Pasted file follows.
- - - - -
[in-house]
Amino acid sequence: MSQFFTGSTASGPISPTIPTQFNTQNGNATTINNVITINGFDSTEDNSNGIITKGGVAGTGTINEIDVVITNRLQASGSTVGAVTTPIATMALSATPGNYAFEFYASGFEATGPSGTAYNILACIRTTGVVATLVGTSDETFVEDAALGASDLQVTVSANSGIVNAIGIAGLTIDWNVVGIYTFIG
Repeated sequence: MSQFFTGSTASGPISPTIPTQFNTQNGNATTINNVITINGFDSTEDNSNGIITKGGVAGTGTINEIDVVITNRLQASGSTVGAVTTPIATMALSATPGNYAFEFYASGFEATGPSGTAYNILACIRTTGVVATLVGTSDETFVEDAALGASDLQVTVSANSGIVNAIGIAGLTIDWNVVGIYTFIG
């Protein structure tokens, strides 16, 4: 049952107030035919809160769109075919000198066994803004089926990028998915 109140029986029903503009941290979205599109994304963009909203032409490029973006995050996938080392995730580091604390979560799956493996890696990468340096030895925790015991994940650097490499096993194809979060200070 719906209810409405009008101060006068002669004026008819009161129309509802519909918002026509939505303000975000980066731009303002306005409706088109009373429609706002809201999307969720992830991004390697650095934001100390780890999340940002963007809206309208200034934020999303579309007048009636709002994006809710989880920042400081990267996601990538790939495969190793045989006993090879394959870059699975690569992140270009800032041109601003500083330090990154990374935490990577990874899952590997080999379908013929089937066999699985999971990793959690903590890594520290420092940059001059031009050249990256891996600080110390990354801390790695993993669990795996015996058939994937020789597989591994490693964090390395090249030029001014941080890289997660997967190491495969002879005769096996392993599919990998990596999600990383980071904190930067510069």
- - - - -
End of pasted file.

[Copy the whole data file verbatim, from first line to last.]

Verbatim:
[in-house]
Amino acid sequence: MSQFFTGSTASGPISPTIPTQFNTQNGNATTINNVITINGFDSTEDNSNGIITKGGVAGTGTINEIDVVITNRLQASGSTVGAVTTPIATMALSATPGNYAFEFYASGFEATGPSGTAYNILACIRTTGVVATLVGTSDETFVEDAALGASDLQVTVSANSGIVNAIGIAGLTIDWNVVGIYTFIG
Repeated sequence: MSQFFTGSTASGPISPTIPTQFNTQNGNATTINNVITINGFDSTEDNSNGIITKGGVAGTGTINEIDVVITNRLQASGSTVGAVTTPIATMALSATPGNYAFEFYASGFEATGPSGTAYNILACIRTTGVVATLVGTSDETFVEDAALGASDLQVTVSANSGIVNAIGIAGLTIDWNVVGIYTFIG
């Protein structure tokens, strides 16, 4: 049952107030035919809160769109075919000198066994803004089926990028998915 109140029986029903503009941290979205599109994304963009909203032409490029973006995050996938080392995730580091604390979560799956493996890696990468340096030895925790015991994940650097490499096993194809979060200070 719906209810409405009008101060006068002669004026008819009161129309509802519909918002026509939505303000975000980066731009303002306005409706088109009373429609706002809201999307969720992830991004390697650095934001100390780890999340940002963007809206309208200034934020999303579309007048009636709002994006809710989880920042400081990267996601990538790939495969190793045989006993090879394959870059699975690569992140270009800032041109601003500083330090990154990374935490990577990874899952590997080999379908013929089937066999699985999971990793959690903590890594520290420092940059001059031009050249990256891996600080110390990354801390790695993993669990795996015996058939994937020789597989591994490693964090390395090249030029001014941080890289997660997967190491495969002879005769096996392993599919990998990596999600990383980071904190930067510069």